Seth, you’ve held impact reporting positions since 2006. Why did you choose to focus on social impact measurement at that time?
Social impact has always been important to me. I’ll give some credit to my preschool founder, Lynne Twist, who later wrote the book, The Soul of Money, in which she explains: “In the campaign to gain, we often pursue our goals at all costs, even at the risk of destroying whole cultures and peoples…. The unquestioned, unchecked drive for more fuels an unsustainable economy, culture, and way of being that has failed us by blocking our access to the deeper, more meaningful aspects of our lives and ourselves.” Now, she wasn’t teaching that directly to four-year-olds but I believe that there was something special in the San Francisco community she and my parents built around me. I’ve always experienced the truth that cooperative success models produce greater value than competition and greed. Social impact is a way to measure that success.
By the time 2006 rolled around and subprime criminals had destroyed some $30 trillion of the world’s wealth, I was coming out of 12 years of start-ups — even Time Inc.’s Pathfinder and Kmart’s Bluelight.com were really just corporate start-ups for me. I had done a lot of database thinking, content management, e-commerce, loyalty marketing, web analytics, and real-time incentives. My wife and I were living in Berkeley, California and I wanted to do some good with my technical skills. I contracted with small businesses, nonprofits, and local social leaders to make change happen. Google Analytics, sales, and votes measured the results. I had a good run as a contractor but the recession hit in 2008, and I jumped at an opportunity to join an inspiring team out of Oakland, California called TransForm. The mission was in the name and it continues strong today.
At TransForm I had a chance to put it all together on Salesforce, a free nonprofit platform. I integrated advocacy outreach and legislative success rates with donor dollars. I tied finances directly to program deliverables and made those monthly audits and quarterly board reports much easier. From that point on, I was hooked on data as a tool for change — a team can set a compelling objective, shoot for results, measure what worked, adjust, repeat, and increase impact.
How have you seen social impact measurement change since 2006? We often talk about evolving from measuring inputs to measuring outputs, outcomes, and impacts.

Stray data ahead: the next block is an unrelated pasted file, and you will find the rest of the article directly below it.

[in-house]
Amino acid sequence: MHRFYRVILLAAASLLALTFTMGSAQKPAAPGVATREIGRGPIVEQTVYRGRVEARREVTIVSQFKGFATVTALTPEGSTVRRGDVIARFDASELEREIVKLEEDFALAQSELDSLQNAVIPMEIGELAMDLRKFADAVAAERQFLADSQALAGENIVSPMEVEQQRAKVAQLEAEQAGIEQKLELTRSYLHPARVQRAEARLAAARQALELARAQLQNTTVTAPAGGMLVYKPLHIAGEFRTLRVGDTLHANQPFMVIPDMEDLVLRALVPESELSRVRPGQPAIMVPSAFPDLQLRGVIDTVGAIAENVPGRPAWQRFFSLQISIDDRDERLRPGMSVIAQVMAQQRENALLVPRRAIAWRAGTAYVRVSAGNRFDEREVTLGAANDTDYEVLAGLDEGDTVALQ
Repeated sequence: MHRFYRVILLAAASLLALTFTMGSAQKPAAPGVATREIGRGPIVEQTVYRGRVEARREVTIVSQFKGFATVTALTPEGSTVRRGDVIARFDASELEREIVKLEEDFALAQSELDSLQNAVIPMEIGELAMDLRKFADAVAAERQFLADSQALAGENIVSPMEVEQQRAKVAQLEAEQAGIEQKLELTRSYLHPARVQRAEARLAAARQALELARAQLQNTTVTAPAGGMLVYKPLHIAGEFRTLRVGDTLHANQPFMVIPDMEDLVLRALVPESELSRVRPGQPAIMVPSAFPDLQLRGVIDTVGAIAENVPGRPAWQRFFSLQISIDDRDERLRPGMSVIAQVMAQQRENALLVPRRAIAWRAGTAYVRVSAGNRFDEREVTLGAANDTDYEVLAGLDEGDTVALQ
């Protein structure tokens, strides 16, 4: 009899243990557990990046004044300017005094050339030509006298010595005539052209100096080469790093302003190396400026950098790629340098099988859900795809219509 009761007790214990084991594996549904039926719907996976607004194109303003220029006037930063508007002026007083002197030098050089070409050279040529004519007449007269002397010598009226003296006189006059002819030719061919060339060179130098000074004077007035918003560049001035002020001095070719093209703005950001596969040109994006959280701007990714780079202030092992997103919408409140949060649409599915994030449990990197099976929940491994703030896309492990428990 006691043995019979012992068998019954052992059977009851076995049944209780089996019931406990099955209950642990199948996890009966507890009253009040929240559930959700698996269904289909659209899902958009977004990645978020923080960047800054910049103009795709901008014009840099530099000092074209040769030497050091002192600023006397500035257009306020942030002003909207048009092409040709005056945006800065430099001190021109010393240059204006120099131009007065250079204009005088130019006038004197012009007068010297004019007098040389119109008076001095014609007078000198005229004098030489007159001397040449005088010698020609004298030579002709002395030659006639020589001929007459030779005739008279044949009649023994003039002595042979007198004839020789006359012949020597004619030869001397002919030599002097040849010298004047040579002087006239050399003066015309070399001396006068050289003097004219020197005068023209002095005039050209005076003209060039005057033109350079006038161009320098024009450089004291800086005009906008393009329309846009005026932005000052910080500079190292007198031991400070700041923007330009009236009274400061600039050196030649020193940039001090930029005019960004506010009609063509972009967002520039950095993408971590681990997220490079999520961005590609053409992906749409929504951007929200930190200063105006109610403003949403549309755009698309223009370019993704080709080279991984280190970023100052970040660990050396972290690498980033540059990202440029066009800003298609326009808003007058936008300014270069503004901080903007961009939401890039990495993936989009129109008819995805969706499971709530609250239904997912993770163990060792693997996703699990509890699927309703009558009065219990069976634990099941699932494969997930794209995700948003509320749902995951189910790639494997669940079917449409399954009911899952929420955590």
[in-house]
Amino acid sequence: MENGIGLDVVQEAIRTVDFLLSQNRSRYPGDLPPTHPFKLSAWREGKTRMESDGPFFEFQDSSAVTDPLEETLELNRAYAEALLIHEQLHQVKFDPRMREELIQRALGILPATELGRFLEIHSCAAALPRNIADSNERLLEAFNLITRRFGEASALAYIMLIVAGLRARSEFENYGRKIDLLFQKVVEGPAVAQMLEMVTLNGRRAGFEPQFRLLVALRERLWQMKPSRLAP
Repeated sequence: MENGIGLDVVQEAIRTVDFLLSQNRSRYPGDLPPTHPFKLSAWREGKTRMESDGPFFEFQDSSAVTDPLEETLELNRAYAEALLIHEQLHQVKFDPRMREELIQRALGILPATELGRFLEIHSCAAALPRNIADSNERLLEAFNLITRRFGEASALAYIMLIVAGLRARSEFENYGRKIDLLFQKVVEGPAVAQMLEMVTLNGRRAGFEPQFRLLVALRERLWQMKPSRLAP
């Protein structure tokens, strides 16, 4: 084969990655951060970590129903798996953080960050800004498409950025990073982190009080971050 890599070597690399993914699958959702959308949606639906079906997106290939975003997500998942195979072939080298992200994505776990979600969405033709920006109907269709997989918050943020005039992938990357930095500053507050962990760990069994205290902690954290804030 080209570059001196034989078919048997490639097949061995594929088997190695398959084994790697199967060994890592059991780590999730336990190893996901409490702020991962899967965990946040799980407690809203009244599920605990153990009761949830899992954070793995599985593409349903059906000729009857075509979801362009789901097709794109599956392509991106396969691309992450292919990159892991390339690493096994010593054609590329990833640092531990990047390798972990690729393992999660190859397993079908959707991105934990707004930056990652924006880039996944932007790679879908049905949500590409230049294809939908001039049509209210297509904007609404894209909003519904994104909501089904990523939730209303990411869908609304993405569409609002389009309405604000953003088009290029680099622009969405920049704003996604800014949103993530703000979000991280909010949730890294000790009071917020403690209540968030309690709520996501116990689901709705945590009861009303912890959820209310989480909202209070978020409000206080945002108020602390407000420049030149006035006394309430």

It’s hard to separate social impact measurement from the society demanding the numbers, and that society has evolved. We’re seeing a natural progression as humans break free of the economic model we inherited from flag-waving kings and men willing to subjugate people and the planet for their own treasure chests. It’s a long process for sure but — like Moore’s Law — there’s an exponential change occurring as the speed of relevant data is increasing, and we’re finding that it aligns with what our heart already knows. As a student of American history, a few evolutionary highlights have been important to me:
- 1950s: Poets like Allen Ginsberg howled and protested “the narcotic tobacco haze of Capitalism”
- 1960s: Martin Luther King, Jr. saw worker rights as inextricably linked with civil rights
- 1990s: John Perry Barlow, co-founder of the Electronic Frontier Foundation, explained to me: “What the Internet will ultimately do is completely dismantle the social and economic structures of the industrial period.”
- 2007: iPhone introduced
- 2008: Our taxes helped to bail out the global financial system
- 2011: The Occupy movement found solidarity with 99%
- 2015: The United Nations published the Sustainable Development Goals for 2030
- 2015: Jon Stewart rallied for vigilance against “premeditated institutional bullshit designed to obscure and distract.”
- 2019: Greta Thunberg, 16, represented a multi-generational and multi-national constituency when she declared, “We will not let you get away with this. Right here, right now is where we draw the line. The world is waking up. And change is coming, whether you like it or not.”
- 2020/21: Jeff Bezos and MacKenzie Scott both spend roughly $5.5 billion (some of that from my lifetime-spend at Amazon.com). Jeffrey gets cowboy boots and a rocket ship. She gives it away.